Autism and the present of presence

Lena Rivkin

It’s that time of year again when everything speeds up, when TV commercials relentlessly remind us of what people might ‘need’ and we turn ourselves inside out to get everything crossed off our to do lists for the holidays.

Yet we tend to get lost in our lists. We become so consumed by what we need to do that we forget why we are doing it at all. All I see around me are angry drivers, furious shoppers and exhausted parents of baffled children who wonder why their parents are so aggravated when it’s supposed to be the ‘happiest time of the year.’

Time itself seems the gift everyone truly needs… “Time to get those computer-printed holiday cards to my 250 closest family and friends stamped and off to the post office!!” - We don’t even take the 10 extra seconds to jot a personal message to the people we love enough to send the computer printed card to in the first place!

When we take a breath and look around at the world of miraculous details around us and when we remember to be as curious as a child, our lists and chores melt away in the pureness of the moment- which is all we really have and is the gift that truly keeps on giving. Curiosity keeps us young and grateful and appreciative of the littlest wonders which we forget to notice but which are all around us.

My art students are my breath of fresh air- their questions and thirst for knowledge are blessed reminders to me to stay curious and remain grateful for what I can teach. Seeing the light go on inside a young student who grasps the concept of perspective is worth twelve years of Fruit of the Month Club boxes.

Spending Thanksgiving with my autistic brother Phillip reminds me to enjoy the food and comfort to be found in the company of loved ones. Phillip doesn’t care if the stuffing recipe was from or he appreciates it because it was made and it is warm and tastes good. And while his curiosity might be more about what mysteries lie in the bottom of my purse than in the content of my conversation, he reminds me that showing up and sharing my time and presence with him is more important than anything else I can find at the mall. And what does Phillip want to do more than anything else? Make cupcakes with me. Last time I checked, that wasn’t something I could priority mail in a special holiday themed box.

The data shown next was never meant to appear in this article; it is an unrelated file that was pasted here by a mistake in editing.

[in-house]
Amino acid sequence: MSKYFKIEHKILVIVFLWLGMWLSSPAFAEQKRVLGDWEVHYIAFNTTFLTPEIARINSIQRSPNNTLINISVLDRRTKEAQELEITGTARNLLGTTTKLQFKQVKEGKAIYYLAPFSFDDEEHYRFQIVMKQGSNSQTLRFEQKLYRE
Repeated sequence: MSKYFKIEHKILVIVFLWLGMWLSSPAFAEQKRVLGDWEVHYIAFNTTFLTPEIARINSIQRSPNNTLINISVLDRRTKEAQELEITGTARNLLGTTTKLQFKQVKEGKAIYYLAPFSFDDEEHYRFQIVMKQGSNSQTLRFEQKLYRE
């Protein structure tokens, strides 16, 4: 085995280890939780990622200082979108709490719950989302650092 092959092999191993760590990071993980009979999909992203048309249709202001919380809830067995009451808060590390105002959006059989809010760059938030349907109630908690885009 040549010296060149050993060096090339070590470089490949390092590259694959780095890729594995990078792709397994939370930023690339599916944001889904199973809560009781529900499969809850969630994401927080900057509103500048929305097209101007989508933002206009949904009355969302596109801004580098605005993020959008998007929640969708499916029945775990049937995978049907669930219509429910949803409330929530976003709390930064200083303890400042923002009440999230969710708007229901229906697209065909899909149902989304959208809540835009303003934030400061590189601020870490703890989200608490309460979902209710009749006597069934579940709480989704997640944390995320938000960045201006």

My holiday wish for all the people who are scrambling to get their orders complete and who can't wait for the holidays to be over- for all the people who, once the holidays are over, will wonder why they always feel they missed the joy of the holiday season… you did. You forgot to stay curious. Put "STAY CURIOUS" on the top of your list for next year.

Then throw out your list. And go for a walk.

Lena Rivkin, M.F.A., is an artist and graphologist living in Los Angeles.

Related Articles

Autism and a home of his own

It was a wonderful evening. My son, Matt, was cooking hamburgers on his new electric grill in the kitchen wh ..

read more

Video: An interview with author Amy Harmon author of "Asperger Love"

Ignorance isn't always bliss. In fact, ignorance often gets in the way of understanding. For instance, it's s ..

read more

Autism and the stigma of parenting

At the end of this article, I want you to tally up your score to see how you rate as a parent….NOT! But ..

read more

Our Support Community

Join our free support community and connect with thousands of other families and individuals touched by ASD. Find out what’s working for others, coping strategies, and life guides from others living what you’re going through now. Click here to join for free!

Resources in Your Area

Looking for autism resources nearby? Check our listings for professionals and services that might help.

Post your services | Help out in general


9th World Rett Syndrome Congress
Surfers Paradise, QLD - Australia
Sep-30-2020 - 09:00 am
The Rett Syndrome Association of Australia (RSAA)email rettaust@bigpond.comwishes to draw attention to the fact that it is staging the 9th World Rett Syndrome Congress i ..
Go to Event site

view all events